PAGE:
Review of The Walking Dead, Vol. 27: The Whisperer War by Robert Kirkman

Life After the Zombie Apocalypse is Nasty, Brutish, and Short.

You…probably know what is going on in Vol. 27.  I would warn about spoilers, but what is there to spoil that hasn’t already been spoiled by the title and the cover?  Still, some spoilers.  Chekov’s gun came down off the mantle in Vol. 26 and started a war.   And a war we get.  Unfortunately, unlike the last one, this one doesn’t make a dang bit of sense.

The Whisperer War collects comics #154-162.

The good news is that the good guys know a lot about the Whisperers.  They clothe themselves in walker hides, passing undetected through their ranks, herding them, and lashing out with knives against the living.  And they have a herd of thousands of walkers.  The bad news is that the characters either forget, ignore, or fail to communicate all of this.

It’s hard to express how bad the plan is.  Rather than hunker down, they drain settlements of soldiers.  Those soldiers then gather in a sensible position, but make no defensive fortifications whatsoever, not even of the most rudimentary sort (how effective would even a 1-foot ditch be against walkers?).  They apparently use only a single scout.  When they do get attacked, somehow they can no longer keep back from walkers.  And they don’t account at all for the Whisperers.  (Rick’s grand plan for the herd was to, well, herd it.  Which would be a good plan, but for the Whisperers.  Thankfully they don’t actually try to do this.)

They do get smart pretty quick after they start falling back.  Later, a settlement is attacked without warning and by new tactics.  One, again, you are terrible at reconnaissance.  Two, the tactics maybe shouldn’t be a surprise when you have a defector.  But Lydia just spends her time telling Carl how hopeless it is, and no time telling him what the Whisperers might actually do.  Even if she thinks it is hopeless, you would at least think self-preservation instinct would cause her to try to put a thumb on the scale.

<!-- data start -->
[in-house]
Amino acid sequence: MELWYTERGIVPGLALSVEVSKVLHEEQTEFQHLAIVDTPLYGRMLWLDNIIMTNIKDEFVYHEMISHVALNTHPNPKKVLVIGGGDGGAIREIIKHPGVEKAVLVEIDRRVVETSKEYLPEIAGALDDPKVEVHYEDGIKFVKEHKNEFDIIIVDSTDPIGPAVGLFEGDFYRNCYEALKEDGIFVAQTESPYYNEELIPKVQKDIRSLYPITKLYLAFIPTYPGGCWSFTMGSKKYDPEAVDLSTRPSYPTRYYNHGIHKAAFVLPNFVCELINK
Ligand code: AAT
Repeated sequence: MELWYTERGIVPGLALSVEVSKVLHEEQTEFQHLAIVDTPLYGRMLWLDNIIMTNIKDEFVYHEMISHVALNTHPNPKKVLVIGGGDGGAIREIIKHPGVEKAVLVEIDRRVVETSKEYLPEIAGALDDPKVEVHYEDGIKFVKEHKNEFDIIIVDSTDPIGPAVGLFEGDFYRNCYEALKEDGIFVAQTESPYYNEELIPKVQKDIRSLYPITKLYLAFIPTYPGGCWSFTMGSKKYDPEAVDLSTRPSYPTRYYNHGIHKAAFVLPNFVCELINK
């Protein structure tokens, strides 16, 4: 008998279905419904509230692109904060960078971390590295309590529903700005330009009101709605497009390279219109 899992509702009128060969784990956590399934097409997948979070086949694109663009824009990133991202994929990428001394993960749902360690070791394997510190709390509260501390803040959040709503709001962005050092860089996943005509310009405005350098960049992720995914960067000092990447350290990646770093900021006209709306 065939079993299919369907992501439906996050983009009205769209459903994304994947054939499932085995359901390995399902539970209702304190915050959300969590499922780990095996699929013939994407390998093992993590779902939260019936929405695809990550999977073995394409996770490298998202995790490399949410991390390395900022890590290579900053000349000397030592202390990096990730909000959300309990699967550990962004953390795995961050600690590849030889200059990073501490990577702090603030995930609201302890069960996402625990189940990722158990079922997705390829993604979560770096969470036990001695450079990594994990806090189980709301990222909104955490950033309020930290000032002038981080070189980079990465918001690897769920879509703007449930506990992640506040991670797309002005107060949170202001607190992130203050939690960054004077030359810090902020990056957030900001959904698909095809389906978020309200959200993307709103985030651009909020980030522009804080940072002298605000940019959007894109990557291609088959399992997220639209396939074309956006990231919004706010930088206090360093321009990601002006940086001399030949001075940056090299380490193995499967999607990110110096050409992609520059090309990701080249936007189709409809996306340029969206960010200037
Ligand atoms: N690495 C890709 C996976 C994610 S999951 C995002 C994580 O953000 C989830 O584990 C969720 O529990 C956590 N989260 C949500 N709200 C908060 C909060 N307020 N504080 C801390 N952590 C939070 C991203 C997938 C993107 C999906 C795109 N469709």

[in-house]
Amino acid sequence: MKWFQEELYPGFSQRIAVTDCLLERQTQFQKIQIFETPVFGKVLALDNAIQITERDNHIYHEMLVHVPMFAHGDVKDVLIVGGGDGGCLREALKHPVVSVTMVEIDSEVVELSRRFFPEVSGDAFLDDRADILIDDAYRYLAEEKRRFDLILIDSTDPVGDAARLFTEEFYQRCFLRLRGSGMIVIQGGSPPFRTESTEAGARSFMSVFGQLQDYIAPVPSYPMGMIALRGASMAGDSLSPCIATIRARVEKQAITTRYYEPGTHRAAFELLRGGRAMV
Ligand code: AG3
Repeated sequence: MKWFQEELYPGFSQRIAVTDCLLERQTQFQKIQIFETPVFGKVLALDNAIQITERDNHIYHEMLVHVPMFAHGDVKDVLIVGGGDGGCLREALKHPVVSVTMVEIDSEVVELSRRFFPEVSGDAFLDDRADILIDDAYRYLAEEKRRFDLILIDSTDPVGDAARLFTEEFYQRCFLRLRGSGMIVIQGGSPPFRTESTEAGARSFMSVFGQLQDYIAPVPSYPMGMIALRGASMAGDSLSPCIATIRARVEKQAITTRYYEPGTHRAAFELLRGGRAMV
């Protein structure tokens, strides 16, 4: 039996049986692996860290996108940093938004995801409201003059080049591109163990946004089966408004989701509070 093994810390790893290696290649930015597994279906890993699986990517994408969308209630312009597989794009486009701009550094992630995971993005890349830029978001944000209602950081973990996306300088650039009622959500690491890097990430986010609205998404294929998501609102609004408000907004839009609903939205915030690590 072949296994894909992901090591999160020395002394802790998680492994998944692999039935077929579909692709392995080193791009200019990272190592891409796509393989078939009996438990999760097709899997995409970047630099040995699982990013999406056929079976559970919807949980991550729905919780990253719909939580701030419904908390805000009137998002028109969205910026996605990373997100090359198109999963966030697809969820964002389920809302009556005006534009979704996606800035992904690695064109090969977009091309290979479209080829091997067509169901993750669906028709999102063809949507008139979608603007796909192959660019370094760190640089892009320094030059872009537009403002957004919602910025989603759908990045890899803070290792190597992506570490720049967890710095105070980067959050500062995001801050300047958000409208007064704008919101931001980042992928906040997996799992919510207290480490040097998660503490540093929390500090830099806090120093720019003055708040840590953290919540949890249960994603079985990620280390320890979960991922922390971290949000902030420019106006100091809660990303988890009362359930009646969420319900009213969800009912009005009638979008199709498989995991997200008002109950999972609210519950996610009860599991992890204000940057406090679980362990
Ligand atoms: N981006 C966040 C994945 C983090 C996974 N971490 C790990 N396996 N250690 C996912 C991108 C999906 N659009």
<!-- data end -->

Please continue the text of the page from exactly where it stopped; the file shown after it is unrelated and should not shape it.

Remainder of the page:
You shouldn’t be able to sneak up on a settlement at any time, certainly not during war.  There should be a sizeable watch.  There should be patrols outside the walls.  Trees should be cleared in at least several hundred feet in every direction.  Preliminary defensive measures should be added in between the tree line and the wall.  Ditches and barricades would really slow walkers down.  Isn’t that where you want to make a stand against walkers?  Slow them down as much as possible so you can pick them off.  Whisperers don’t really change that.  They just force you to fight the dead (they make it too risky to herd) and make melee more dangerous.

There is a point, I think, that two years of peace have made everyone soft.  It’s a stupid point, unless two years of peace also made everyone stupid.  And I continue to resent the presence of Negan, who only remains alive because Kirkman couldn’t bring himself to kill off such a popular character.

There is some good there, though.  The inter-settlement politics are about to get really interesting, I think.  I remain intrigued by whoever it is that Eugene is talking to.  Yeah, like that’s going to end well.  The dynamic between Lydia and Carl was the highlight of the volume.  It’s marred by the stupidity behind it, but there is a lot of really good action in here.

3/5 Stars.

About H.P.

Blogs on books at Every Day Should Be Tuesday (speculative fiction) and Hillbilly Highways (country noir and nonfiction).
This entry was posted in Book Reviews, Dystopian/Apocalyptic, Horror and tagged , , , , . Bookmark the permalink.

1 Response to Review of The Walking Dead, Vol. 27: The Whisperer War by Robert Kirkman

  1. Pingback: Review of The Walking Dead, Vol. 28: A Certain Doom by Robert Kirkman | Every Day Should Be Tuesday

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